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Submitted by Nicky Smith
Price, Dennis (1915-1973), actor, was born Dennistoun John Franklin Rose Price, 23rd June 1915 in Ruscombe, Berkshire, the younger son and second of three children of Brigadier-General Thomas Rose Caradoc Price, an army officer descended from a Cornish baronet's family, the Prices of Trengwainton, and his wife Dorothy Patience, daughter of Sir Henry Verey,official referee of the Supreme Court of Judiciature. Price was educated at Radley College and read French and Latin at Worcester College, Oxford, where he joined the Oxford University Dramatic Society. On leaving Oxford, without a degree he studied for the stage at the Embassy Theatre school, and made his London debut at the Queen's Theatre on 6th September, 1937, with (Sir) John Gielgud in Shakespeare's Richard II.
In 1939 he married the beautiful blonde actress, Joan Schofield, daughter of Major-General Arthur Cecil Temperley of Beaconfield. They had two daughters; but the marriage was soon undermined by his homosexual predilections and increasing appetite of alcohol.
After being invalided out of the Royal Artillery in 1942, Price joined the company of Noel Coward who was so impressed by his talent that in 1943 he gave Price the leading role of Charles Condamine in his play Blithe Spirit, at the Duchess Theatre. In 1944 he won his first starring role on screen in A Canterbury Tale, directed by Michael Powell. A man with a strong presence, tall, handsome, and urbane, Price swiftly became on of Britain's leading international film stars. He played the title role in The Bad Lord Byron (1948), was chosen by Ivor Novello for the lead in the Technicolour film of Novello's musical, The Dancing Years (1949), and reached the peak of his career with Kind Hearts and Coronets (1949), in which he was supremely sardonic as the heartless murderer of eight ducal cousins, all played by (Sir) Alec Guinness.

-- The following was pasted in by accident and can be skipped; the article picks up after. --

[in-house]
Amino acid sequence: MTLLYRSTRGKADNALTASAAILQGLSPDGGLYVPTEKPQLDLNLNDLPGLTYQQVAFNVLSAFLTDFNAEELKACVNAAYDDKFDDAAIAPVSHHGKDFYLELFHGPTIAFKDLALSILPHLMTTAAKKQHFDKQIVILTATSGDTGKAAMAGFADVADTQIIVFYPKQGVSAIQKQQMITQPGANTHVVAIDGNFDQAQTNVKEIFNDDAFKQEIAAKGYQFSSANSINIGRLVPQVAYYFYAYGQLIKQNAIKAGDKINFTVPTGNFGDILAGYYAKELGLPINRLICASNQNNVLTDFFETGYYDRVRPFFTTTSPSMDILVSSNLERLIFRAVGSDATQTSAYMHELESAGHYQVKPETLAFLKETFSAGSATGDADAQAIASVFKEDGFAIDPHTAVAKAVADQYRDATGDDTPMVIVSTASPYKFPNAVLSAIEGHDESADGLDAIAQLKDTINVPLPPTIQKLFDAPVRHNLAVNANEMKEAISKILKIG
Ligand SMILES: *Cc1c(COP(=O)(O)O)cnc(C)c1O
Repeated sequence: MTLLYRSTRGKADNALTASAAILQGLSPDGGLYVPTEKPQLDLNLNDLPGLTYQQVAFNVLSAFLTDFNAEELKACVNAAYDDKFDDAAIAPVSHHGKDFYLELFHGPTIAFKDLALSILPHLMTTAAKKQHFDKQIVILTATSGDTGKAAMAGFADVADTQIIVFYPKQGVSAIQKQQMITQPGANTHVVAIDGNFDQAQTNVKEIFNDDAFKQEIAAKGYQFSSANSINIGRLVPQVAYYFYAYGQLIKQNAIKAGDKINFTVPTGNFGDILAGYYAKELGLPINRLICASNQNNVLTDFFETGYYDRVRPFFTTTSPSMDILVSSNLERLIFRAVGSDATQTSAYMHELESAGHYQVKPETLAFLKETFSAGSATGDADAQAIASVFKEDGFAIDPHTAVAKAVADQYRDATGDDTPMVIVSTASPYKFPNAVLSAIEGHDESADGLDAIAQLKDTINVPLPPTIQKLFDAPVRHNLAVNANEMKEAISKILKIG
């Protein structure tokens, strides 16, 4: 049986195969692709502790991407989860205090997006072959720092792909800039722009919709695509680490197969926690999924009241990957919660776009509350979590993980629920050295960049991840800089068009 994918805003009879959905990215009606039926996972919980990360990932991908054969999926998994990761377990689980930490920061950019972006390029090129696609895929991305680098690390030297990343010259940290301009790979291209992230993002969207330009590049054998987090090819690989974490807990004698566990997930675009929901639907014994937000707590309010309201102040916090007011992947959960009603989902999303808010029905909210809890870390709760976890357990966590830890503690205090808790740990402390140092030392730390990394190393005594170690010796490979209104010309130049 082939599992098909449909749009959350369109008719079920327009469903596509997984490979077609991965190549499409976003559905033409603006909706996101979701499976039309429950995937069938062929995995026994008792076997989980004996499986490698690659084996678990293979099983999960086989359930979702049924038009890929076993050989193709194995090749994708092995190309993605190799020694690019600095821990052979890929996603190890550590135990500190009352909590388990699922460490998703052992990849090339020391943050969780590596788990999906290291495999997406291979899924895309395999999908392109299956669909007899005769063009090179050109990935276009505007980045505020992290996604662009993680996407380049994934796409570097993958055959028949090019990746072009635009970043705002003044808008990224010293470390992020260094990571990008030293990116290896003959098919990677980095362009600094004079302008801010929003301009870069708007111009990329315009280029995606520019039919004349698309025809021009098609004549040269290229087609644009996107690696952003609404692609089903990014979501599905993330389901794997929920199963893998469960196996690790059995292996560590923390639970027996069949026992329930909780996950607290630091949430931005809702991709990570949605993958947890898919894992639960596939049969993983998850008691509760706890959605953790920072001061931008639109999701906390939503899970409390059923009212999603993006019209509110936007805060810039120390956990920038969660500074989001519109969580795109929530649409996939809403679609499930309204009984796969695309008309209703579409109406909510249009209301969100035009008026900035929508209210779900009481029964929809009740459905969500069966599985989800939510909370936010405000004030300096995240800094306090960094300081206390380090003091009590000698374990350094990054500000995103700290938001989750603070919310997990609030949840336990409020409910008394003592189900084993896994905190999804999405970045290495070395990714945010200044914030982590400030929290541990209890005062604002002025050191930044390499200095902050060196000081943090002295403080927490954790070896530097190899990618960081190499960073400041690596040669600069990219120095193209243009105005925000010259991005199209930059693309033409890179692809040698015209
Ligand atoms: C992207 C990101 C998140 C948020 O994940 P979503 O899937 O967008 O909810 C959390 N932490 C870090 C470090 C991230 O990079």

Joan Scofield divorced Price in 1950, and the British film recession brought a sharp decline in his career. On 19 April 1954 he was found unconscious in his gas-filled flat in Egerton Gardens, Kensington [a very swish address, about 200 yards from the Victoria and Albert Museum], but the dramatic publicity generated by his attempted suicide was the spur to a revival in his fortunes. He starred on the South African stage in Separate Tables (1957), made an acclaimed Broadway debut in Heartbreak House (1959) [not sure about this - if it is the play for which he left The Navy Lark, it flopped quite badly !], and had further notable film roles in Private's Progress (1955), The Naked Truth (1957), I'm All Right, Jack (1959), Tunes of Glory (1960), and Tamahine (1963).
In 1965, his nonchalant interpretation of the butler, Jeeves, in the BBC television series, The World of Wooster, delighted its creator, (Sir) Pelham Grenville Wodehouse, who felt that Price had 'that essential touch of Jeeves mystery'.
Troubles with the Inland Revenue caused what he termed 'a strategic retreat' in 1966 from his home in Curzon Street, Mayfair [an even posher address than the Kensington one], to settle on the Channel Island of Sark. he was declared bankrupt in 1967. He died from cirrhosis of the liver at the Princess Elizabeth Hospital, Guernsey, 6 October, 1973.
Sources - The Times, 8 October 1973; Terence Pettigrew, British Film Character Actors, 1982; personal knowledge. Michael Thornton